# Measures of Query cost

# Estimation of Query-Processing Cost

- To choose a strategy based on reliable information, the database system may store statistics for each relation
*r*:- – the number of tuples in
*r*. - – the size in bytes of a tuple of
*r*(for fixed-length records). *V*(*A*,*r*) – the number of distinct values that appear in relation*r*for attribute*A*.

- – the number of tuples in
- The first two quantities allow us to estimate accurately the size of a Cartesian product.
- The Cartesian product contains tuples.
- Each tuple of occupies bytes.
- The third statistic is used to estimate how many tuples satisfy a selection predicate of the form
`<`*attribute-name*> = <*value*> - We need to know how often each value appears in a column.
- If we assume each value appears with equal probability, then
is estimated to have

tuples.

- This may not be the case, but it is a good approximation of reality in many relations.
- We assume such a uniform distribution for the rest of this chapter.
- Estimation of the size of a natural join is more difficult.
- Let and be relations on schemes and .
- If (no common attributes), then is the same as and we can estimate the size of this accurately.
- If is a key for , then we know that a tuple of will join with exactly one tuple of .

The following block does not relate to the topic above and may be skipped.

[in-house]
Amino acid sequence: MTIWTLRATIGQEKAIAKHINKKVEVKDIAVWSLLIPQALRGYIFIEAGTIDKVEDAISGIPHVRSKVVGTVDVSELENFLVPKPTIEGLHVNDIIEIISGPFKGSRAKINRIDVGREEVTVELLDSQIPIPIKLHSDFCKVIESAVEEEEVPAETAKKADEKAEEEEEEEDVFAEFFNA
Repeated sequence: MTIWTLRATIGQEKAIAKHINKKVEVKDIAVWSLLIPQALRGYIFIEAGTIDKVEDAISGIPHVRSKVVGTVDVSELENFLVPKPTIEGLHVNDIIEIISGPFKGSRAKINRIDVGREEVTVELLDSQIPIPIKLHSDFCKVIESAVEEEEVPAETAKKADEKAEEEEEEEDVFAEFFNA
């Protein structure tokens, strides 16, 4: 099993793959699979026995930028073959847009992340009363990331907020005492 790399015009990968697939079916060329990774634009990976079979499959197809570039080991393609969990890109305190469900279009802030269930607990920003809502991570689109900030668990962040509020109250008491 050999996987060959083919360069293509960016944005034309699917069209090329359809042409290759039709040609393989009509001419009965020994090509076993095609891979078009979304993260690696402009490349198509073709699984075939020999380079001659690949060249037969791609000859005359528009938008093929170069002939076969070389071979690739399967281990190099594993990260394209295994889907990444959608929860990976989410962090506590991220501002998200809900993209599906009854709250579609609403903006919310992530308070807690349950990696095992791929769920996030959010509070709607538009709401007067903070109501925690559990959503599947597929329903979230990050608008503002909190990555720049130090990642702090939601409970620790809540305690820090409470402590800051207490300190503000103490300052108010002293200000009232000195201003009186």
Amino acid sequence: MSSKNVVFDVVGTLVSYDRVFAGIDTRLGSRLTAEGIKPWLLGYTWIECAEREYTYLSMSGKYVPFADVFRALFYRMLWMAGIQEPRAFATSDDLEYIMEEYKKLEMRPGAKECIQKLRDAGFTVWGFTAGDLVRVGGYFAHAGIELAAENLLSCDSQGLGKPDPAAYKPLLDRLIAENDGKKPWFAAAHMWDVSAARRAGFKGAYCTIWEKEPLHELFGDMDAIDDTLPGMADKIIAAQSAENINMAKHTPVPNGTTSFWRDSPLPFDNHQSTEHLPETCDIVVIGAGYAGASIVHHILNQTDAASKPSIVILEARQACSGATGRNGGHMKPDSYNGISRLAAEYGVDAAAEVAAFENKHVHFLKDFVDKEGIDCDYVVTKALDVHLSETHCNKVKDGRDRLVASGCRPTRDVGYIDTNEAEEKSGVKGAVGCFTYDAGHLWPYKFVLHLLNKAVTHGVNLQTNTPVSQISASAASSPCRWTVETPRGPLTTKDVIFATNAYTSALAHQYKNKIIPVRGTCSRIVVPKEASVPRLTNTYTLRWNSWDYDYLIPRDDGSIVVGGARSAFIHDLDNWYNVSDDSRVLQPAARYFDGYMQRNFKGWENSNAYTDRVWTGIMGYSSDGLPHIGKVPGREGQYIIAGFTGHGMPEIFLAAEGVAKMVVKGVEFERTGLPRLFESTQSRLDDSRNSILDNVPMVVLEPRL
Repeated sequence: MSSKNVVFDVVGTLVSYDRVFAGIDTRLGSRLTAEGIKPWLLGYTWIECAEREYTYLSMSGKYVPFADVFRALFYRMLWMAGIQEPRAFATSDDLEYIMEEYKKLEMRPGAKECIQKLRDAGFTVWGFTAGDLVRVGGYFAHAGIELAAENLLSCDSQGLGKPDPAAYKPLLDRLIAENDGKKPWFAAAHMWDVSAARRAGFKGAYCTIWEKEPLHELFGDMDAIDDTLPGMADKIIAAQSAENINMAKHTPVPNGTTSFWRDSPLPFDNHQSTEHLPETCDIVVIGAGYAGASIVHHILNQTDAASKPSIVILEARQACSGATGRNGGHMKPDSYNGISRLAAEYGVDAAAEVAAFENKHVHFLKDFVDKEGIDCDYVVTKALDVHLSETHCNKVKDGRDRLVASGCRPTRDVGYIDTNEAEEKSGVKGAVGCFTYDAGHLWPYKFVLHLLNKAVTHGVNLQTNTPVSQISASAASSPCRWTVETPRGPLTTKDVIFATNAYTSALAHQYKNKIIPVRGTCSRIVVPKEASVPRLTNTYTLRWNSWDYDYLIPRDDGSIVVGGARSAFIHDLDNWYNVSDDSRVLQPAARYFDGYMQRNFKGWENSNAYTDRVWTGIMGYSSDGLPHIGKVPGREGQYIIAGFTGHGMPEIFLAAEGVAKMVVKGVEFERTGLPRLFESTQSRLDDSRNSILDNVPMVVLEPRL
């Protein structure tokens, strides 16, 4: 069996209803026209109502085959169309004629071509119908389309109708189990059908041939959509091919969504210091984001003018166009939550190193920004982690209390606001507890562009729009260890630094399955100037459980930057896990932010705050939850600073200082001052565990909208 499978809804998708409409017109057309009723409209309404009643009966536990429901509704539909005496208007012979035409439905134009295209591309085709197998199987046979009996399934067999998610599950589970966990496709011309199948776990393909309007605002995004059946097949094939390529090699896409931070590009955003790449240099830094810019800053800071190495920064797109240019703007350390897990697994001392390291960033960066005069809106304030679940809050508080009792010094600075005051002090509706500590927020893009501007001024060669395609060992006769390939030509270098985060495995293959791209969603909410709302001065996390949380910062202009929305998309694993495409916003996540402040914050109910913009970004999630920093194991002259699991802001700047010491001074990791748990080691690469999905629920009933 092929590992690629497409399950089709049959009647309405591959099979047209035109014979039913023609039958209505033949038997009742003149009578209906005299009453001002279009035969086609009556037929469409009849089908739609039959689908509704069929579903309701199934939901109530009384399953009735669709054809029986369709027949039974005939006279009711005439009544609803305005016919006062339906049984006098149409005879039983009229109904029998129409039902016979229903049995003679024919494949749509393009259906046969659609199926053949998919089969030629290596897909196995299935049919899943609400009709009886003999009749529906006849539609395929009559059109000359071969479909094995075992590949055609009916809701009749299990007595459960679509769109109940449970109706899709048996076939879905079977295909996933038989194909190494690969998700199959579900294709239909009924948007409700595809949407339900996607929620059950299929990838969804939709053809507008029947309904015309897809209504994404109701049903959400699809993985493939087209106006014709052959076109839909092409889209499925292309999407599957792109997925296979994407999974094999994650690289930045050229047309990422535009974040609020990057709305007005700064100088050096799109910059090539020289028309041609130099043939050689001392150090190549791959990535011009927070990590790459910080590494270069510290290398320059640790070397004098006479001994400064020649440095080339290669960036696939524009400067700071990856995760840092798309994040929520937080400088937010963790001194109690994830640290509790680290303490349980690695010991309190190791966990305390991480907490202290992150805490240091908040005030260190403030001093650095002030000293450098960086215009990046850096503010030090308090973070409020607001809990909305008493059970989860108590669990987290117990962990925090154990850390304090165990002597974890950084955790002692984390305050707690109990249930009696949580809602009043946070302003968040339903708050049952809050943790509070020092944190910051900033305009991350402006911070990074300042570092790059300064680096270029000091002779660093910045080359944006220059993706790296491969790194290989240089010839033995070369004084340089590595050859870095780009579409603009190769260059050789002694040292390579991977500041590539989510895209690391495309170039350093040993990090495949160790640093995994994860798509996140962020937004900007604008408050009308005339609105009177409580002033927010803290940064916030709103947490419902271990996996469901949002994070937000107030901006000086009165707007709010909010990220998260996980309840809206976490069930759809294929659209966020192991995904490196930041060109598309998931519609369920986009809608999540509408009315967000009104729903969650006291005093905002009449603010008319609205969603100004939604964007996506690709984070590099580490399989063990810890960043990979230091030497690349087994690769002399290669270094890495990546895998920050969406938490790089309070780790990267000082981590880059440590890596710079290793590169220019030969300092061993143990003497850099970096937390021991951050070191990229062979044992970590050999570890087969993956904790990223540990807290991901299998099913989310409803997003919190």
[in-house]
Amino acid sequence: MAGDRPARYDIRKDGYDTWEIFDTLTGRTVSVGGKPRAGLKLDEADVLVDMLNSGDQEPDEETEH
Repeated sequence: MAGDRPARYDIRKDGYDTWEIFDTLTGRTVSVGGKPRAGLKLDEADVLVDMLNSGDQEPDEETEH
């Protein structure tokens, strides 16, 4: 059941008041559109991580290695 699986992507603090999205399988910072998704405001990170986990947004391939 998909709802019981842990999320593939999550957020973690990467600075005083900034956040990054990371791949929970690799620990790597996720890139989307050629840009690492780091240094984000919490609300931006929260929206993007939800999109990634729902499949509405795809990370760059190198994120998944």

- Thus the number of tuples in will be no greater than .
- If is
**not**a key for or , things are more difficult. - We use the third statistic and the assumption of uniform distribution.
- Assume .
- We assume there are
tuples in with an

*A*value of*t*[*A*] for tuple*t*in . - So tuple t of produces
tuples in

- Considering
**all**the tuples in , we estimate that there aretuples in total in

- If we reverse the roles of and in this equation, we get a different estimate
if .

- If this occurs, there are likely to be some dangling tuples that do not participate in the join.
- Thus the lower estimate is probably the better one.
- This estimate may still be high if the values in have few values in common with the values in .
- However, it is unlikely that the estimate is far off, as dangling tuples are likely to be a small fraction of the tuples in a real world relation.

- To maintain accurate statistics, it is necessary to update the statistics whenever a relation is modified.
This can be substantial, so most systems do this updating during periods of light load on the system.